Hear How a Medicare Scam Begins

Audio transcript: Hi, this is Casey. I'm a Medicare advisor calling on a recorded line. How are you today?

Audio transcript: This is Shelly in the Medicare enrollment center, on a recorded line, and I see here in the past you inquired about your Medicare supplement coverage. Can you hear me OK?

Audio provided by Nomorobo*


Robocall scams can often seem random, but that's not always the case. Sometimes they are highly targeted - as with older Americans whose Medicare eligibility opens the door to health insurance fraud.

In an effort to combat such scams, the Centers for Medicare and Medicaid Services last year began issuing cards using unique Medicare Beneficiary Identifier numbers in place of cardholders' Social Security Numbers. With the change under way, many federal agencies, including the FCC, alerted consumers to beware of identity thieves trying to steal new Medicare card numbers during the transition period, which runs through December 2019.

Here's what you can do to protect yourself.

Watch Out:

Bad actors may spoof your caller ID number so that an incoming call seems to be from a government agency or a health provider that you already know and trust. They do this to entice you to answer.

When you pick up, a scam caller usually starts chatting you up to engage you, asking you conversational questions to put you at ease. Then a scam caller may say something like: "We need you to confirm the numbers on your new Medicare card to activate it" or "your new Medicare card has an error and we need to replace it" or "you were sent the old paper version and there's a new plastic version." Whatever the scam scenario, they're after your personal information, including your new Medicare card number and possibly your Social Security Number.

  • Medicare will never call you uninvited and ask you for personal or private information.
  • You will usually get a written statement in the mail before you get a phone call from a government agency.
  • Calls requesting health insurance information should not be trusted.
  • There are no "plastic" Medicare cards.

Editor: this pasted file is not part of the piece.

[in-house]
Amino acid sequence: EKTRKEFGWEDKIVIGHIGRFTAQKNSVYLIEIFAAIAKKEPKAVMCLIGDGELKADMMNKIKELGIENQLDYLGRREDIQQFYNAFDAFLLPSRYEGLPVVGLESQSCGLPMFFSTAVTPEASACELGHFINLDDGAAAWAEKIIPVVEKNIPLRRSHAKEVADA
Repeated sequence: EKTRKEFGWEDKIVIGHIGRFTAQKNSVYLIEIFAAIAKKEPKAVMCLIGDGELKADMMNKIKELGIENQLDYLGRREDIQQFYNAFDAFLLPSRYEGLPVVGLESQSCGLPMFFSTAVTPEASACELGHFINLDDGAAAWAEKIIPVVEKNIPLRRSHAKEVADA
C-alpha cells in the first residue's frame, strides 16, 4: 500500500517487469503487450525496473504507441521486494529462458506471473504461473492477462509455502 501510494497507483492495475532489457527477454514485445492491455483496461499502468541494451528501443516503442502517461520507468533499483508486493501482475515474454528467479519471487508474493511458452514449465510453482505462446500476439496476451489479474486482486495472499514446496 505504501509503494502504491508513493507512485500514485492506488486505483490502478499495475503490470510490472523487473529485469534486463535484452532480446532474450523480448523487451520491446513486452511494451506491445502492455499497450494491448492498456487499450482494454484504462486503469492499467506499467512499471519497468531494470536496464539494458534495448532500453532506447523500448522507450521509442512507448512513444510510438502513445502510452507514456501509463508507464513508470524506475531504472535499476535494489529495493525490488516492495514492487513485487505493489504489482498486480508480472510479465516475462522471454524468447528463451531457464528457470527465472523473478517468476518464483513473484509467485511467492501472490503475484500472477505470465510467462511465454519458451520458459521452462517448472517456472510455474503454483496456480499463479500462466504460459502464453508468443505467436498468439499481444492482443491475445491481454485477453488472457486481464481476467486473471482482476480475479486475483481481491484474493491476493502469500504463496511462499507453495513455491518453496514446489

Be Aware:

Be vigilant. Scammers can be very convincing, and they may know a little – or a lot – about you, especially if they have access to some of your personal information already. Follow these simple tips to avoid spoofing scams:

  • Don't answer calls from unknown numbers.
  • If you answer and the caller isn't who you expected, hang up immediately.
  • Never give out personal information such as account numbers, Social Security numbers, mother's maiden names, passwords or any other self-identifying response to an unexpected call.
  • Use caution if you are being pressured for information immediately.
  • If a caller claims to represent a health insurance provider or a government agency, simply hang up. You can then call back using a phone number on an account statement, in the phone book, or on an official website to verify the caller's authenticity.

Stay Informed:

"Medicare & You: Preventing Medicare Fraud," a video from the Centers for Medicaid and Medicare Services, advises you to "hang up the phone if someone calls and asks for your Medicare number." It also urges you to guard your Medicare number like you would your credit card numbers.

If someone asks you for your information, for money, or threatens to cancel your health benefits if you don't share your personal details, hang up and call 1-800-MEDICARE (1-800-633-4227) or visit www.medicare.gov/fraud.

You can browse FCC Consumer Help Center Posts and Scam Glossary to learn about similar scams, including open enrollment health insurance scams.

You can also file consumer complaints about phone scams with the FCC or the FTC. Read the FCC Complaint Center FAQ to learn more about the FCC's informal complaint process, including how to file a complaint, and what happens after a complaint is filed.

* The FCC does not endorse any commercial product or service.







Monday, August 26, 2019